Thus this amendment has done away with the exemption given to the investors who earned less than 10 lakhs as dividends. It meant that investors did not have to pay tax on the dividends received by him if the amount did not surpass 10 lakhs. However, this amendment does not recognise this exemption. This means that investors have to pay tax at the rate of 10% irrespective of the dividend amount received by them. While this amendment was proposed, the Finance Minister said that these changes will ‘increase the attractiveness of the Indian equity market and to provide relief to a large class of investors’. However, shifting the burden of DDT to the investors will be counterproductive.

This move of shifting the burden of dividend distribution taxes to the investors conflicts with the government’s efforts for encouraging REITs which in turn provides for tax stability to long-term infrastructure investors.

There are a number of Indian promoters who follows a shareholding pattern of that of a trust. This amendment may directly hit those promoters. The Indian promoters who receive dividends from domestic companies, will be taxed at the rate of 42.74% which is higher than the previous rate. On the other side, the investors who are non-residents, may enjoy lower tax rates as stipulated in the treaties in force.

This rate of tax on resident investors is higher than those of tax-efficient jurisdictions where the rate of tax ranges in between 5% to 15%. This anomaly between the resident and non-resident investors may dampen the interests of the Indian investors as those promoters holding shares through trusts would be adversely impacted.

One of the major grey areas of this new law regarding dividend distribution tax is that when an Indian Company receives a dividend from its foreign subsidiary. Before this, the Indian companies who were receiving dividends from foreign companies, were subjected to 15% tax when they distributed dividends to shareholders. Now, this amendment allows deduction in cases of dividends received from domestic company only on further distributions. No provision is there for cases where dividends are received by the domestic companies from their foreign subsidiaries. This results in extra drain of money in form of taxes and eventually reducing the profitability.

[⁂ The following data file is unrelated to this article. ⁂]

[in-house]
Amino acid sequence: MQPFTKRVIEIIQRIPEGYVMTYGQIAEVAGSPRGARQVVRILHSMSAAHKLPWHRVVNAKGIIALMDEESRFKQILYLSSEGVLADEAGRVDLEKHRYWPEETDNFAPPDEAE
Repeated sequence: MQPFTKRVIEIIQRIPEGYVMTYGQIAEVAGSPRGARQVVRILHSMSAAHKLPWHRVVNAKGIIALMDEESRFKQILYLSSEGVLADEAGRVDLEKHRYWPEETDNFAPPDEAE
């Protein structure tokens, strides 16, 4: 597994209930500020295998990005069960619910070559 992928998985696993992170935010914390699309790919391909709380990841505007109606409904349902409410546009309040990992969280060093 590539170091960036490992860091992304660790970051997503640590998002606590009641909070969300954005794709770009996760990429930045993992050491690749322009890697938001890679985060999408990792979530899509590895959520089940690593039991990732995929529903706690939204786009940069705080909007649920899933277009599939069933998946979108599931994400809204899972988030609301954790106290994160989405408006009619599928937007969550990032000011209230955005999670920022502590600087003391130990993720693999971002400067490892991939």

Impact of Waiver of Dividend Distribution tax on REITs

This provision in the Budget 2020 has a detrimental effect on REITs especially. According to SEBI (Real Estate Investment Trusts) Regulations, 2014, the REITs are mandated to pay out ‘90% of net distributable cash flows as dividends’ to unitholders. They are not allowed to hold on to surplus income for their growth of portfolio which are on the other hand allowed for the listed companies. Now, when these dividends are taxed at the hands of the investors, it surely reduces the yield for them and finally making them less attractive.

This move has been receiving a lot of criticisms. A renowned Partner and Leader of PwC, (see here) said that changes in DDT is an overall positive change which can prove to be beneficial for small shareholders and MNCs, however “one-piece which needs to be relooked at is the increase of tax for InviTs and REITs, especially since there was a separate carve-out from DDT to these players under the existing tax regime”.